>>>>> " " == Benjamin C R LaHaise <firstname.lastname@example.org> writes:
> What is the permissable means in the context of NFS to
> determine if two filehandles point to the same object? I'm
If they are identical, you know they point to the same object. If they
differ, you have no way of concluding.
> starting to think that a cleaner means of implementing NFS on
> top of address spaces would be to make NFS return an
> address_spaces per (filehandle, credential) pair, then rip
> struct file out of all address_space_operations and add a
> findpage/getpage operation that would allow NFS to return a
> page in a different address space -- having a call to perform
> "mapping" could be useful for stacking or as a means to
> implement swap spaces (so that IO can be done on the page
> directly to the underlying file).
Why? The 'struct file' is the thing which determines what credentials
we have. We check permissions upon file open, and then store them in
struct file. What would you gain by substituting one structure by
If you're thinking 'I'll just use the file owner for my credentials'
(which was once suggested on nfs-devel), then the rhetorical answer is
'How are you going to detect & cope with root squashing/uid
remapping and such tricks?'.
> I wouldn't care about this if the struct file * was available
> everywhere, but it just isn't needed and it throws up huge
> obstacles in the way of making certain optimizations in the mm
> layer (having struct file * in vma's doesn't make much sense to
> have to traverse the
> file-> dentry->inode->address_space chain just to check if the
> page is cached, when all vm uses can be cleanly solve with an
> address_space pointer sans file), and metadata caching
> (page_cache_read needs a struct file * -- something that's not
> fun to create when you really just want to pass in an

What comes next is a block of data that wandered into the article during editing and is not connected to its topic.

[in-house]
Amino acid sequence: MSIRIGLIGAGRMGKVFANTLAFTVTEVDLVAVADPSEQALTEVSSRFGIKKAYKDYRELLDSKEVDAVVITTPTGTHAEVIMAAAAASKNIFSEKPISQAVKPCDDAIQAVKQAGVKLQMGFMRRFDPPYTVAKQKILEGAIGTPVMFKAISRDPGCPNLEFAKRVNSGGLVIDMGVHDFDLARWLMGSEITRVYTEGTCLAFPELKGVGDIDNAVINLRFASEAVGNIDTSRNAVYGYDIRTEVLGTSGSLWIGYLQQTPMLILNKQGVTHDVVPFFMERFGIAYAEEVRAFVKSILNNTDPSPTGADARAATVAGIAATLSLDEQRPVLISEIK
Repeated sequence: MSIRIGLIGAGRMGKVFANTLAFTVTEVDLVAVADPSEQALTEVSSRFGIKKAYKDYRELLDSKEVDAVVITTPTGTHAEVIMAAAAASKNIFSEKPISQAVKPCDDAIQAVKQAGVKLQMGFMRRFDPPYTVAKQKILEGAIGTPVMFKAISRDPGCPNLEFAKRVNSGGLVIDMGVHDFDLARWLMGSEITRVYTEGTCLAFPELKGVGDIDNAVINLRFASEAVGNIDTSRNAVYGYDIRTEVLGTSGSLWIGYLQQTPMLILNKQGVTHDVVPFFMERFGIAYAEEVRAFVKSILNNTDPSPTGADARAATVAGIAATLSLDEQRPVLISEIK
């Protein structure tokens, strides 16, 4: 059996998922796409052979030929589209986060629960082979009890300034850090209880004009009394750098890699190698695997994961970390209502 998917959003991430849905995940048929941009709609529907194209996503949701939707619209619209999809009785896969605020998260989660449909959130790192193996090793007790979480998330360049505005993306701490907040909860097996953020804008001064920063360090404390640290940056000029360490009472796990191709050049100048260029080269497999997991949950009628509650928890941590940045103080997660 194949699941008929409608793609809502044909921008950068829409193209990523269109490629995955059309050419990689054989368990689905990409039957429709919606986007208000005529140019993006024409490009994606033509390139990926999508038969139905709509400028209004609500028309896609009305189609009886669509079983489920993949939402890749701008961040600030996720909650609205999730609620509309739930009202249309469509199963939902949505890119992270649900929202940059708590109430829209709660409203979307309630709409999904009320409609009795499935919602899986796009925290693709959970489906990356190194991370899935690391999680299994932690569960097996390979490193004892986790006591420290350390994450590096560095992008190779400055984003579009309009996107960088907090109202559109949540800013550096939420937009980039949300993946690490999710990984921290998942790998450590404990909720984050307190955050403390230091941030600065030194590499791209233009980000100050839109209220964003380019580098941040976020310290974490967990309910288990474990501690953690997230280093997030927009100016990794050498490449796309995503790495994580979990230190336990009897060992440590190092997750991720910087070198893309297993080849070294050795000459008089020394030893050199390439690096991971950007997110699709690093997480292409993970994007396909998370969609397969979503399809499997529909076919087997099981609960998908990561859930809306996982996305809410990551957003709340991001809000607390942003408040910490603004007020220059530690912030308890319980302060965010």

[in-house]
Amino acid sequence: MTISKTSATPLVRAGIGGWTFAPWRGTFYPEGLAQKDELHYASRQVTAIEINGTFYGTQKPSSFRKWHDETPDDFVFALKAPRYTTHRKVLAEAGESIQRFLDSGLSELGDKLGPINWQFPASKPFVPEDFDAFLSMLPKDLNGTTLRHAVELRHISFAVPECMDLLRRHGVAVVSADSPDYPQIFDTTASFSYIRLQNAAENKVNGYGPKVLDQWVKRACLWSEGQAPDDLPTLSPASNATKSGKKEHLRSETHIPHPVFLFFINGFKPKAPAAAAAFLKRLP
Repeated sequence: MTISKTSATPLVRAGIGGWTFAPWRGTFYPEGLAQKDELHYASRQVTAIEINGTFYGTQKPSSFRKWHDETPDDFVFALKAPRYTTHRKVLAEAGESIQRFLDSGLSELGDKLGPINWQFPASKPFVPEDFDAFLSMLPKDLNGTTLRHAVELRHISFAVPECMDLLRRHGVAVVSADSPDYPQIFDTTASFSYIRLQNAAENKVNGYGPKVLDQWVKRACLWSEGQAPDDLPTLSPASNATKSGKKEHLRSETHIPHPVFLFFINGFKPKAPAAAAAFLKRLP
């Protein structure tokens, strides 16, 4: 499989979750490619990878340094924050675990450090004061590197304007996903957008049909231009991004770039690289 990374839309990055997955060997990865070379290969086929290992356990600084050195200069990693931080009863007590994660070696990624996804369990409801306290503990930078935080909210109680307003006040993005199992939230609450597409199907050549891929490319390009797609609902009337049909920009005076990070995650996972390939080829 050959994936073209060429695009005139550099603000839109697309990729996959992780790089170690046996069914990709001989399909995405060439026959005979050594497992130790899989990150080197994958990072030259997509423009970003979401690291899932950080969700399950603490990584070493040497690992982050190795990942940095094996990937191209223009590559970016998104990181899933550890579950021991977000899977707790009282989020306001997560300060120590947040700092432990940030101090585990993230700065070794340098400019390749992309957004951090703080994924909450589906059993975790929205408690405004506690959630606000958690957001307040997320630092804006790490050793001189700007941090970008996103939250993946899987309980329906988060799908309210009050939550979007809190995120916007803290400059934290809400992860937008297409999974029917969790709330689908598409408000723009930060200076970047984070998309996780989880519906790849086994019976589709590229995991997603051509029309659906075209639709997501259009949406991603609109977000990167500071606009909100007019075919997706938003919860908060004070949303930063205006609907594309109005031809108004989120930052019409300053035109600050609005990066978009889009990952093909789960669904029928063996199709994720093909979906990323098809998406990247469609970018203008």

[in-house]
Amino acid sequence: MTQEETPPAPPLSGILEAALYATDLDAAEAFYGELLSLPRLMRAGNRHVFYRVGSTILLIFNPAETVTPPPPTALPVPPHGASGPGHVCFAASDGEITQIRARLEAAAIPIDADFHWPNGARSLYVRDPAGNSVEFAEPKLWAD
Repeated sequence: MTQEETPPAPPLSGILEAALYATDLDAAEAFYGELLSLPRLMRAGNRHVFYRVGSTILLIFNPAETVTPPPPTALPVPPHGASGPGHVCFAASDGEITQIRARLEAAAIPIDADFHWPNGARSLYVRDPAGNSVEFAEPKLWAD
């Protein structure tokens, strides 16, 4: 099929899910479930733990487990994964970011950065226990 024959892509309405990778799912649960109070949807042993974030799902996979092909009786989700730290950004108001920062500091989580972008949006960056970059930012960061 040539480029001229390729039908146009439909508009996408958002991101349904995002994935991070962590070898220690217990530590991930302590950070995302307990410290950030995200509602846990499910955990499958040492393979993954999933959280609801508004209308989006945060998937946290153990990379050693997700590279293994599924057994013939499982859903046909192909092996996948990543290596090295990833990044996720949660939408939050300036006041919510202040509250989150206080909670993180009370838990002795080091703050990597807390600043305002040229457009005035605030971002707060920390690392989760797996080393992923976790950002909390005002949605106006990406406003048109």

> address_space -- of course it can be worked around by
> implementing it again, but shouldn't simple code be reusable?).
Why create complications? Right now, 'struct file' fits the bill
everywhere without the need for creating bogus structures. It
automatically has the correct credentials and
information. Furthermore, in those circumstances where we don't need
it, we can work around it. NFS, for example, doesn't use
page_getlink() (Yep. I'd even forgotten that myself).
>> BTW going to give us grief under NFS when we try to implement
>> NFS3PROC_ACCESS for
> Per-filesystem fhandle_to_dentry! Let unix like filesystems
> get clean and efficient handling trivially, and things like FAT
> can surely figure out a decent filehandle by stuffing the
> directory cluster & filename in. Don't go about trying to
> solve all the security problems with NFS -- these are known
> holes that everyone is able to live with.
I believe this idea is already on the knfsd agenda. I doubt this'll be
ready for 2.4.x though...
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This archive was generated by hypermail 2b29 : Mon May 15 2000 - 21:00:12 EST